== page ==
As supply now exceeds demand, there is strong pressure to expand COVID-19 vaccines to younger populations, including children.
Adult vaccination has significantly reduced new cases (95%), hospitalizations (87%) and deaths (90%) from COVID-19 in the past 6 months. The motivation behind vaccinating young people is to protect them while keeping transmission low and preventing the development of variants.
More than 54% of adults are now fully immunized, while more than 7 million adolescents have received at least one dose via emergency use authorization (EUA).
This week, the Centers for Disease Control and Prevention (CDC) convene their advisory committee to investigate nearly 800 reports of heart inflammation following COVID-19 mRNA vaccination, half of which have occurred in those under 30 years.
A CDC PANEL TO DISCUSS COVID-19 VACCINATION, RARE HEART PROBLEMS
Fewer than 6,000 children aged 12 to 15 were included in the initial trials of the Pfizer and Moderna vaccines, so it is expected that rare events will occur after more people receive the vaccine, such as inflammation of the heart. Public health authorities in Israel recognized the link between mRNA vaccines in young adults and heart inflammation last month, around the time the US CDC began reviewing the cases.
People under the age of 18 make up nearly a quarter of the U.S. population, but less than 1% of deaths from COVID-19. Knowing this, the debate arises as to whether children should be vaccinated under the EUA.
The death rate from infection in young children from COVID-19 is less than 0.008%, probably lower due to a subtest. This number is lower than that of influenza (0.01%) and significantly lower than that of measles (up to 3% in unimmunized populations), which is why pediatric vaccines against these other pathogenic viruses are essential. .
But death isn’t the only concern about children and COVID-19.
FORMER CDC CHIEF URGES COVID-19 CHILD VACCINATION AS AGENCY TESTS RARE HEART PROBLEMS
Multisystem inflammatory syndrome in children (MIS-C) is a condition seen in children within 4 weeks of testing positive for SARS-CoV-2, affecting various parts of the body including eyes, heart, skin and kidneys.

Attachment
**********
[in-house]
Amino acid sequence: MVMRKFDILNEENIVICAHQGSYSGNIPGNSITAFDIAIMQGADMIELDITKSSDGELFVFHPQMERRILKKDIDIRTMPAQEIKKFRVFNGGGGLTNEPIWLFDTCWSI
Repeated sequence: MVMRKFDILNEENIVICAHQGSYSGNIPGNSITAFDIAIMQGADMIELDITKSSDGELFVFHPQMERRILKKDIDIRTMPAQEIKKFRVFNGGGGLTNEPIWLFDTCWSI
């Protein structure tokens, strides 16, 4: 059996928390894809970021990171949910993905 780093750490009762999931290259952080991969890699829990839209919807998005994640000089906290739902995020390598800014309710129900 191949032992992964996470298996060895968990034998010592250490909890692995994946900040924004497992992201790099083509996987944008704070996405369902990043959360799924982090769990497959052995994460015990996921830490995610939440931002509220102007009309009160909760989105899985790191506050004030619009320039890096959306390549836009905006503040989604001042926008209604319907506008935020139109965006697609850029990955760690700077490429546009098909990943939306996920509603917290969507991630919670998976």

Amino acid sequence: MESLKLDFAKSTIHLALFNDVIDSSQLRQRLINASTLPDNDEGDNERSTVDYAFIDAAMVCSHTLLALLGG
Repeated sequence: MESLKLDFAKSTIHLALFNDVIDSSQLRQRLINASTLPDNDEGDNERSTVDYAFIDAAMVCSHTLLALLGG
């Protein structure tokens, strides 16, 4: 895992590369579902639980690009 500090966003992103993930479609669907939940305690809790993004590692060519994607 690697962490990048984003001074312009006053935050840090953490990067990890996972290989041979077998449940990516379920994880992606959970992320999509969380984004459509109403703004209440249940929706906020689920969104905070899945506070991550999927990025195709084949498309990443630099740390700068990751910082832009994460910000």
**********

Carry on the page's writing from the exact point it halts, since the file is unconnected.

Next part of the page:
More than 4,000 children have been diagnosed with MIS-C, 36 of whom have died. According to CDC data, more than 65% of cases of MIS-C have occurred in children under 12 years old, including 58% under 10 years old. Almost two-thirds of the children who developed post-viral syndrome were minorities (Hispanic / Latino or Black) with disproportionate rates of childhood obesity, a known risk factor for severe consequences of SARS-CoV-2.
As a doctor and a mother of three boys, my question is: if the vaccine successfully induces an immune response, which some studies have shown may be more robust than natural exposure to the virus, could the vaccine then trigger the inflammatory reaction causing the MIS-C. ?
If so, would it be more frequent or more severe if the immune response is stronger? Couldn’t that put healthy children at risk for a serious vaccine outcome who had an extremely low probability of getting sick at all?
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I am not alone in my worries. Pediatric vaccine expert Dr Peter Hoetz said in a recent interview: “What may slow the pace of clinical trials in younger people is that we have seen this syndrome, caused by Covid MIS-C … Probably due to host immunity. response, may be due to antibodies. This fact will probably slow people down on how quickly we immunize small children and monitor that. “
So what will the data from clinical trials tell us?
With MIS-C having a penetrance of 0.1% after infection, if we use the same seroprevalence data in adults, it is likely that the actual incidence of MIS-C is closer to 0.02%. A sample size to statistically populate the study to capture the low incidence of such a rare event would require approximately 100 times the number of participants than expected to be enrolled.
As new infections have dropped sharply in recent months, the weekly rate of new cases of MIS-C has fallen to zero. Yet campaigns for universal adolescent vaccination persist under the EUA, with many schools and colleges even requiring vaccination as the fall semester approaches despite increasing cases of post-vaccine inflammatory disease.
The data from the current trial is not powerful enough to capture the low penetrance of MIS-C and other rare side effects. Further data will be available but should be presented in the form of full FDA approval and not through the EUA. Without sufficient safety data and the parallel decline in MIS-C cases, I am still not convinced of the usefulness of universal COVID-19 vaccination in children at this time.
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Universal vaccination campaigns should be halted among adolescents and even young adults until more safety information becomes available, especially as transmission of cases remains low in much of the country. The decision to vaccinate under the EUA should be made on an individual basis, only after weighing the known benefits of vaccinating people at high risk against the possible risks of the vaccine.
From a public health perspective, we shouldn’t just be thinking about community viral transmission, the number of new cases and death rates; it is also necessary to consider the well-being of the child as a whole. An accelerated vaccine for HEALTHY children, who have almost no risk of serious illness and death from COVID-19, may seem like a solution looking for a problem.
Editor’s Note: Dr. Nicole Saphier’s opinions on this subject are her own. They are separated and separated from his post as physician at Memorial Sloan Kettering Cancer Center.
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